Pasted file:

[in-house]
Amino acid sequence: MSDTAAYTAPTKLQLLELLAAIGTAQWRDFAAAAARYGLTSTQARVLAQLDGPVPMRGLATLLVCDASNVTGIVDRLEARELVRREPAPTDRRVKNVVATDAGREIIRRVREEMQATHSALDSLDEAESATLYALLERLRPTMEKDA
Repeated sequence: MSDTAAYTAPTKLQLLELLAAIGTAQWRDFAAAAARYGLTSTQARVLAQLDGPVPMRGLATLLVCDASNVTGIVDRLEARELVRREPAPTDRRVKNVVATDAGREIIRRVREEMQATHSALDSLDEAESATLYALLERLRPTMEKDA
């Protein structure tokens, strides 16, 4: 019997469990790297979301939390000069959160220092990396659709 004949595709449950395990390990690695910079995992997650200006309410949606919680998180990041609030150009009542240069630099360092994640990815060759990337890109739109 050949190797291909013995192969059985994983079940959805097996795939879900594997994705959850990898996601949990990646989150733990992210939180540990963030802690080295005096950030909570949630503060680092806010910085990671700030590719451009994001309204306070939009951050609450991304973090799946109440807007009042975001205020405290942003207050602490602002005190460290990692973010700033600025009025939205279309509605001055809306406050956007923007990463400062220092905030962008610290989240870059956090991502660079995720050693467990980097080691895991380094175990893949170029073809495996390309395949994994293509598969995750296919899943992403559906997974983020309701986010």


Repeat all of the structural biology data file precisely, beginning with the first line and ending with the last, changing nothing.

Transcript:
[in-house]
Amino acid sequence: MSDTAAYTAPTKLQLLELLAAIGTAQWRDFAAAAARYGLTSTQARVLAQLDGPVPMRGLATLLVCDASNVTGIVDRLEARELVRREPAPTDRRVKNVVATDAGREIIRRVREEMQATHSALDSLDEAESATLYALLERLRPTMEKDA
Repeated sequence: MSDTAAYTAPTKLQLLELLAAIGTAQWRDFAAAAARYGLTSTQARVLAQLDGPVPMRGLATLLVCDASNVTGIVDRLEARELVRREPAPTDRRVKNVVATDAGREIIRRVREEMQATHSALDSLDEAESATLYALLERLRPTMEKDA
């Protein structure tokens, strides 16, 4: 019997469990790297979301939390000069959160220092990396659709 004949595709449950395990390990690695910079995992997650200006309410949606919680998180990041609030150009009542240069630099360092994640990815060759990337890109739109 050949190797291909013995192969059985994983079940959805097996795939879900594997994705959850990898996601949990990646989150733990992210939180540990963030802690080295005096950030909570949630503060680092806010910085990671700030590719451009994001309204306070939009951050609450991304973090799946109440807007009042975001205020405290942003207050602490602002005190460290990692973010700033600025009025939205279309509605001055809306406050956007923007990463400062220092905030962008610290989240870059956090991502660079995720050693467990980097080691895991380094175990893949170029073809495996390309395949994994293509598969995750296919899943992403559906997974983020309701986010």